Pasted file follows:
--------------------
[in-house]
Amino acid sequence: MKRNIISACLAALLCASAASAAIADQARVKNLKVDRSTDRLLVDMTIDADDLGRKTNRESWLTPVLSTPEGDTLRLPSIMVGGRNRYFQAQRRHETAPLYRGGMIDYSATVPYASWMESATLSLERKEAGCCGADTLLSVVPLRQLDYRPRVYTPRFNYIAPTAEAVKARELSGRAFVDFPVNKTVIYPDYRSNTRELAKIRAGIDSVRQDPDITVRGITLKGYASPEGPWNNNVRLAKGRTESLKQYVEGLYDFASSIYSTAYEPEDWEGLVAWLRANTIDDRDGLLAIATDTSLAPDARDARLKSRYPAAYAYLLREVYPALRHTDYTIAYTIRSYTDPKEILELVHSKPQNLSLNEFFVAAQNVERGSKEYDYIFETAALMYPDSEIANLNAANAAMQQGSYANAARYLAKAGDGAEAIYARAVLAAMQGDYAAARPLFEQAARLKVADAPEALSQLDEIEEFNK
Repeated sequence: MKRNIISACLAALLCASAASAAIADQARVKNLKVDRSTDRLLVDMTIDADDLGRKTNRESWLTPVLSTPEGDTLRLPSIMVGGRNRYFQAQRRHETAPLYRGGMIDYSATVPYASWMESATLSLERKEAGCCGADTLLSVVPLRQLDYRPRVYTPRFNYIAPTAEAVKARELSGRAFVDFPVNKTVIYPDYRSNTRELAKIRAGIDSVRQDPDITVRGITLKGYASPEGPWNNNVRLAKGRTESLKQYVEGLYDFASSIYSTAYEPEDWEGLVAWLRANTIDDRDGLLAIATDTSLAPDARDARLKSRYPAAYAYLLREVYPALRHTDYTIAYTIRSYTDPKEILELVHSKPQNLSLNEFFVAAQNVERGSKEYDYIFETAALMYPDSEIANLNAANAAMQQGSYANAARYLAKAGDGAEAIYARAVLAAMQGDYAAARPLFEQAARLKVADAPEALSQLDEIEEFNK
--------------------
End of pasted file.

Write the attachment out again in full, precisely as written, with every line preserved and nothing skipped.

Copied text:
[in-house]
Amino acid sequence: MKRNIISACLAALLCASAASAAIADQARVKNLKVDRSTDRLLVDMTIDADDLGRKTNRESWLTPVLSTPEGDTLRLPSIMVGGRNRYFQAQRRHETAPLYRGGMIDYSATVPYASWMESATLSLERKEAGCCGADTLLSVVPLRQLDYRPRVYTPRFNYIAPTAEAVKARELSGRAFVDFPVNKTVIYPDYRSNTRELAKIRAGIDSVRQDPDITVRGITLKGYASPEGPWNNNVRLAKGRTESLKQYVEGLYDFASSIYSTAYEPEDWEGLVAWLRANTIDDRDGLLAIATDTSLAPDARDARLKSRYPAAYAYLLREVYPALRHTDYTIAYTIRSYTDPKEILELVHSKPQNLSLNEFFVAAQNVERGSKEYDYIFETAALMYPDSEIANLNAANAAMQQGSYANAARYLAKAGDGAEAIYARAVLAAMQGDYAAARPLFEQAARLKVADAPEALSQLDEIEEFNK
Repeated sequence: MKRNIISACLAALLCASAASAAIADQARVKNLKVDRSTDRLLVDMTIDADDLGRKTNRESWLTPVLSTPEGDTLRLPSIMVGGRNRYFQAQRRHETAPLYRGGMIDYSATVPYASWMESATLSLERKEAGCCGADTLLSVVPLRQLDYRPRVYTPRFNYIAPTAEAVKARELSGRAFVDFPVNKTVIYPDYRSNTRELAKIRAGIDSVRQDPDITVRGITLKGYASPEGPWNNNVRLAKGRTESLKQYVEGLYDFASSIYSTAYEPEDWEGLVAWLRANTIDDRDGLLAIATDTSLAPDARDARLKSRYPAAYAYLLREVYPALRHTDYTIAYTIRSYTDPKEILELVHSKPQNLSLNEFFVAAQNVERGSKEYDYIFETAALMYPDSEIANLNAANAAMQQGSYANAARYLAKAGDGAEAIYARAVLAAMQGDYAAARPLFEQAARLKVADAPEALSQLDEIEEFNK